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The Science Survey

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The Science Survey

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The Science Survey

Philosophy For the Self-Centered: Leaving Ayn Rand in the 1950s

Ayn Rand’s Objectivist philosophy has been the subject of controversy for decades, as its focus on living life in pursuit of one’s self-satisfaction only serves to feed the machine of modern capitalism.
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This is the photo portrait that Russian-American writer Ayn Rand used for the first-edition back cover of her novel ‘Atlas Shrugged’ (1957). (Photo Credit: English: Photo portrait by Phyllis Cerf. Published by Random House., Public domain, via Wikimedia Commons)

In 2007, the core of Objectivist philosophy was plucked out and put on full display to an entirely new assembly of spectators. After decades of contention between modern philosophers and an undying clash between leftist and right-leaning thinkers, it came as a surprise to millions when the beliefs of Objectivism were the central inspiration of 2007’s Video Game Of The Year ‘Bioshock’. 

A monologue from the hyper-capitalist antagonist of the game, Andrew Ryan, perfectly summarizes the Objectivist’s views on selflessness, the injustice of labor, and our inherent duty to lead a life that satisfies all intrinsic desires. 

“Is a man not entitled to the sweat of his brow? ‘No!’ says the man in Washington, ‘It belongs to the poor.’ ‘No!’ says the man in the Vatican, ‘It belongs to God.’ ‘No!’ says the man in Moscow, ‘It belongs to everyone.’ I rejected those answers; instead, I chose something different. I chose the impossible. I chose… Rapture. A city where the artist would not fear the censor. Where the scientist would not be bound by petty morality. Where the great would not be constrained by the small!”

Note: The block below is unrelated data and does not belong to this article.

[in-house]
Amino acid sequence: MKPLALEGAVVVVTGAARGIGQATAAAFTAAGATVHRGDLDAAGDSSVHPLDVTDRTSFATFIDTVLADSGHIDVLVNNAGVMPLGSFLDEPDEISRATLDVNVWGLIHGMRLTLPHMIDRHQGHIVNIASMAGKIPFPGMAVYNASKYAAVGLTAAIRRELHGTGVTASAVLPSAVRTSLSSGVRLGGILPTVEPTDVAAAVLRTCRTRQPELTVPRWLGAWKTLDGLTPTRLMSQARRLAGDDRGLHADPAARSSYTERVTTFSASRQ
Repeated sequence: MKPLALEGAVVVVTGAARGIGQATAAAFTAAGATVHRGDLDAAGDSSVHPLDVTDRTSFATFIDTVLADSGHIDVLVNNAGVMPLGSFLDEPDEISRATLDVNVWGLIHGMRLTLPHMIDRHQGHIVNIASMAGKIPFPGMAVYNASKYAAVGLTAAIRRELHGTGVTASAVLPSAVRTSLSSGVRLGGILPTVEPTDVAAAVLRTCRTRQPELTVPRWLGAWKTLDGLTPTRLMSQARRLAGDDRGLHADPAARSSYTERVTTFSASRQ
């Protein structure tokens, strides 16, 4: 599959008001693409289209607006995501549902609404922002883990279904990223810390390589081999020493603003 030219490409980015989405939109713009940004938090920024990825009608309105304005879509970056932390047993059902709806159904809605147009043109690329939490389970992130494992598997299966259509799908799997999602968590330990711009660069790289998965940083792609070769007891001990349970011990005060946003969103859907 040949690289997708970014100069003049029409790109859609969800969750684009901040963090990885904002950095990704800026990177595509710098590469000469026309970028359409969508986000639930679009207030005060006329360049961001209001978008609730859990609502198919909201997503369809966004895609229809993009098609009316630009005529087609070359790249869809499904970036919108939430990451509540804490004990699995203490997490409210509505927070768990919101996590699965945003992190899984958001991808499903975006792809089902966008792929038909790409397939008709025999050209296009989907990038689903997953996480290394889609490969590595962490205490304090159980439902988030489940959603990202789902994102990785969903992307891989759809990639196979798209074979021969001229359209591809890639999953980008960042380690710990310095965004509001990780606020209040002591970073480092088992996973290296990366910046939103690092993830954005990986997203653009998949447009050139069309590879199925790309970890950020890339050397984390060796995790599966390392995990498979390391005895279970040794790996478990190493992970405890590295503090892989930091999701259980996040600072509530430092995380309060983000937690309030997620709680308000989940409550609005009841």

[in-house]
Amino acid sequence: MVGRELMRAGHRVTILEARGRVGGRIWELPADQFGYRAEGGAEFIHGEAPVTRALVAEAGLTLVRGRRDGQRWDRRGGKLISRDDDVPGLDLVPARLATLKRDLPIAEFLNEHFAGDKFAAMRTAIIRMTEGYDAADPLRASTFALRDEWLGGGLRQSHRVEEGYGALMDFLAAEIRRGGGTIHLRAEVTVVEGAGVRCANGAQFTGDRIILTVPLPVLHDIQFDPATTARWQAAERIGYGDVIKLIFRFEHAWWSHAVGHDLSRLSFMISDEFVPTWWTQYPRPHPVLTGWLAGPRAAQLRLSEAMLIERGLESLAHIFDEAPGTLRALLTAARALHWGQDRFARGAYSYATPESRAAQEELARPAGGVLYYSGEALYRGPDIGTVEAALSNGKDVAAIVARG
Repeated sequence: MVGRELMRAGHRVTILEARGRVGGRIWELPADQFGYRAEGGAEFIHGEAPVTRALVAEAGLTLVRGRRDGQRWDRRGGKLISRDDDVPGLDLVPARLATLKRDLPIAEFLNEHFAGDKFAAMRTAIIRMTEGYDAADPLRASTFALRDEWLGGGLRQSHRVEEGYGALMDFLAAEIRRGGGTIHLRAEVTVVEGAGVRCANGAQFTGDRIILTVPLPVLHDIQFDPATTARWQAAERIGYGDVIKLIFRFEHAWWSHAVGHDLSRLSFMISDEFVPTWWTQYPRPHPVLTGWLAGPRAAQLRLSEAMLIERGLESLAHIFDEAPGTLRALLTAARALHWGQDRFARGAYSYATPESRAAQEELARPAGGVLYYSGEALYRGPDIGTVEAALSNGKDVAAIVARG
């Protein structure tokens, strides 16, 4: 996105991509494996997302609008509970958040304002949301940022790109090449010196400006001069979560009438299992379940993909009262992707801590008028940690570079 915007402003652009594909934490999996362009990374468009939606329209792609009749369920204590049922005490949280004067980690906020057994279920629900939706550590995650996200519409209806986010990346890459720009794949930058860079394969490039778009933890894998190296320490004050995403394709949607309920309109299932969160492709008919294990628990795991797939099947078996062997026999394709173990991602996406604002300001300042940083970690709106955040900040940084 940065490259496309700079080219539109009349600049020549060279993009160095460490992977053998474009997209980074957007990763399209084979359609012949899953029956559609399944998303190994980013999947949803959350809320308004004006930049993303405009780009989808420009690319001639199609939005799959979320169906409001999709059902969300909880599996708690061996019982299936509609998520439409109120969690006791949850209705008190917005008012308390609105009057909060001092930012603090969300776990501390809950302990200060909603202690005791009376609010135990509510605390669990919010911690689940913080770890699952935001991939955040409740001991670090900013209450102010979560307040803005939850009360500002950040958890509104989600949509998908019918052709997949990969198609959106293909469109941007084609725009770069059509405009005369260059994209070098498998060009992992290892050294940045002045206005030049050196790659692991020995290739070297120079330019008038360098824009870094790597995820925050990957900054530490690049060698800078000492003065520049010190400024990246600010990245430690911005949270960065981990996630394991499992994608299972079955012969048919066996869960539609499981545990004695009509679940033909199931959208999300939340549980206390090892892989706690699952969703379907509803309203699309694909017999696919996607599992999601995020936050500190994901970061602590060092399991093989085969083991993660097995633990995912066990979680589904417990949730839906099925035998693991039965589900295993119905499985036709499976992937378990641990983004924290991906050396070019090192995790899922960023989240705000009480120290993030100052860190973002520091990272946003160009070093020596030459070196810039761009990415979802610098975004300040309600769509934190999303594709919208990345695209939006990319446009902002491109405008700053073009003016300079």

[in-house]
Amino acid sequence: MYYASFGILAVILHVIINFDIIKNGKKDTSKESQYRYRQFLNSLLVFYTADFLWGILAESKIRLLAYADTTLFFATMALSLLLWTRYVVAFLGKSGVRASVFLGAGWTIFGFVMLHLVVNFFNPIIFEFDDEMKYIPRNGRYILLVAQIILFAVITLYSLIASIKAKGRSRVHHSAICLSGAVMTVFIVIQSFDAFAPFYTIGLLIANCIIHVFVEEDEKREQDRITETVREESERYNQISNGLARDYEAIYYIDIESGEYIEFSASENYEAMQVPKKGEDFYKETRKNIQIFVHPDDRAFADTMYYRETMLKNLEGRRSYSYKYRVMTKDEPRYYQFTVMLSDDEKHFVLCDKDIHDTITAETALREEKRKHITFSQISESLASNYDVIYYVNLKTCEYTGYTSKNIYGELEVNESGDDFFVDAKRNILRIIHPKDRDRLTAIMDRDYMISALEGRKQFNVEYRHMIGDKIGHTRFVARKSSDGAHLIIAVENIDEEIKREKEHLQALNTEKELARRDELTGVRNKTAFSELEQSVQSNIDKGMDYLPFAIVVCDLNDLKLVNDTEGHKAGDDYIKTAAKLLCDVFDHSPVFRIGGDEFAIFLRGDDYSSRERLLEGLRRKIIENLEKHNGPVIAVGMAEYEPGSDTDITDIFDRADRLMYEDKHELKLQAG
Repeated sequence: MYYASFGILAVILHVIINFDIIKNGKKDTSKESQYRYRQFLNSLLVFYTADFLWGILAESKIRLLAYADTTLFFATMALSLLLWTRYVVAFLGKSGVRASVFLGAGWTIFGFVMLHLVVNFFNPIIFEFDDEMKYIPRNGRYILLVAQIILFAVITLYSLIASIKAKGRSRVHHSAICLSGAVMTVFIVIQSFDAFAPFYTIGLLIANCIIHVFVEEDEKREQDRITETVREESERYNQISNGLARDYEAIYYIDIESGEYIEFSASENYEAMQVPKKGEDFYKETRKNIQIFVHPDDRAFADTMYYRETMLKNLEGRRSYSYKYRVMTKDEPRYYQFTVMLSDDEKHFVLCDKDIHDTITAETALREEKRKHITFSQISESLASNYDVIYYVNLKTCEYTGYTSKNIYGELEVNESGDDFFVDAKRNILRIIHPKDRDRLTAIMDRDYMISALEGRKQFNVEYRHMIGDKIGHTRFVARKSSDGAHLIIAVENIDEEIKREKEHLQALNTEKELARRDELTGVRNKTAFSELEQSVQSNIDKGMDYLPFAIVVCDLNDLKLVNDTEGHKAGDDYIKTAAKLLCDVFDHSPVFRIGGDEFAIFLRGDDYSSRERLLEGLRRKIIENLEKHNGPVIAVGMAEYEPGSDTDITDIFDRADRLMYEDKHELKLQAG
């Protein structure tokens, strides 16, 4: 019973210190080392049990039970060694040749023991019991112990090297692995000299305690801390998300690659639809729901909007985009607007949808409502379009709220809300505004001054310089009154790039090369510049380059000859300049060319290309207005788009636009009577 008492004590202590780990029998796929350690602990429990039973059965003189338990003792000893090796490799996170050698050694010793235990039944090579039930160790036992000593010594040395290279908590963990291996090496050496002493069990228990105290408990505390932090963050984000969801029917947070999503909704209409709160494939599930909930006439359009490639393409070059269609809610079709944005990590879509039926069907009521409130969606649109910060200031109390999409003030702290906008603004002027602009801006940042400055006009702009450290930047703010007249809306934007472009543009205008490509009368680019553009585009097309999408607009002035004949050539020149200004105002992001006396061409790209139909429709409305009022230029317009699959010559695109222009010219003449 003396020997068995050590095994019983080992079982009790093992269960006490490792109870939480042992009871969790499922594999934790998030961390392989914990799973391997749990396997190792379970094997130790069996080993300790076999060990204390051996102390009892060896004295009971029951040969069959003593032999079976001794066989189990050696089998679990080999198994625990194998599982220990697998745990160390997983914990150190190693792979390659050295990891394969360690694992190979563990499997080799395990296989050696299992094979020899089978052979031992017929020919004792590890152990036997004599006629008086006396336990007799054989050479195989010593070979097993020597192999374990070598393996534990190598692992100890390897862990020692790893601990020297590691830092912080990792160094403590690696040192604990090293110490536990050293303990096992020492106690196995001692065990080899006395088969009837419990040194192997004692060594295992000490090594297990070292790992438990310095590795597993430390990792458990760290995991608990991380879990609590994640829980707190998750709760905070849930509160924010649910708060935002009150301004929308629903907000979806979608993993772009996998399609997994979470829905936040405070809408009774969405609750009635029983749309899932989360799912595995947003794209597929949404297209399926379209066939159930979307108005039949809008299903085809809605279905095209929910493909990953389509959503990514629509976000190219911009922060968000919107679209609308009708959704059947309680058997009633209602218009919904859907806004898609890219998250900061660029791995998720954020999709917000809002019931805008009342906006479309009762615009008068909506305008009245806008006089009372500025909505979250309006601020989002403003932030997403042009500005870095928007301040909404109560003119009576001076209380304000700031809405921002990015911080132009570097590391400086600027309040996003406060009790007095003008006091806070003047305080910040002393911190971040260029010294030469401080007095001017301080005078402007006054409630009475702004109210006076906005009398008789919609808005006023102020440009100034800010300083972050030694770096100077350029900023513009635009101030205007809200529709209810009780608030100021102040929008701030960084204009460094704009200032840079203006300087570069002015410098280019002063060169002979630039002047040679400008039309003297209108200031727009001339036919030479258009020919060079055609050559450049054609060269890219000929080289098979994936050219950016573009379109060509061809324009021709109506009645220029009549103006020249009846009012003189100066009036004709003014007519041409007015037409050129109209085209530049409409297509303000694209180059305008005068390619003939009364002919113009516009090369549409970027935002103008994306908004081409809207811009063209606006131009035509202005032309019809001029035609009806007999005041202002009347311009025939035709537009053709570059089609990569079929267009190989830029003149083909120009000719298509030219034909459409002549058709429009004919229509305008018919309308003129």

Andrew Ryan himself is a satirical rendition of Russian-American philosopher Ayn Rand (1905-1982), with their shared beliefs of obligation to one’s self-interest and similar-sounding names being far from mere coincidence. Their differences lie in the fact that, while Andrew Ryan serves as a compelling and multifaceted videogame villain, Ayn Rand was a real person, whose belief that there is somehow virtue in acts of utter selfishness has given rise to a generation of money-hungry magnates who believe the world is theirs to conquer, plunging the rest of us into late-stage capitalism.